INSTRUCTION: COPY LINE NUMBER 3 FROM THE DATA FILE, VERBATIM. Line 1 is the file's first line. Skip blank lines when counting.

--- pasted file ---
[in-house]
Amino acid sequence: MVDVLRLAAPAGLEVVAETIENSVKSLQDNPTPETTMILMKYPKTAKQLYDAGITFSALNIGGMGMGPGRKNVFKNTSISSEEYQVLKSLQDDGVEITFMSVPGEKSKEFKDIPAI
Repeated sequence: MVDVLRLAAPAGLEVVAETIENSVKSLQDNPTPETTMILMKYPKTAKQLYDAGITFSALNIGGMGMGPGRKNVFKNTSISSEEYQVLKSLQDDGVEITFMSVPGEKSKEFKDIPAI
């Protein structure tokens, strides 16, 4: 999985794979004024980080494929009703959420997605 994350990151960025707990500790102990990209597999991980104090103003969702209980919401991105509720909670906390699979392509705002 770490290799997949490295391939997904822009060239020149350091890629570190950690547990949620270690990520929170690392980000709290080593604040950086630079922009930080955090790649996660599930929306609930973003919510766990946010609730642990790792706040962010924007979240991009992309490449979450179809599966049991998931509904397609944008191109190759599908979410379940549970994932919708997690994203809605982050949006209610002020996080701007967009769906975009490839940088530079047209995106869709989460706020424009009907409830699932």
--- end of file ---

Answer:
Repeated sequence: MVDVLRLAAPAGLEVVAETIENSVKSLQDNPTPETTMILMKYPKTAKQLYDAGITFSALNIGGMGMGPGRKNVFKNTSISSEEYQVLKSLQDDGVEITFMSVPGEKSKEFKDIPAI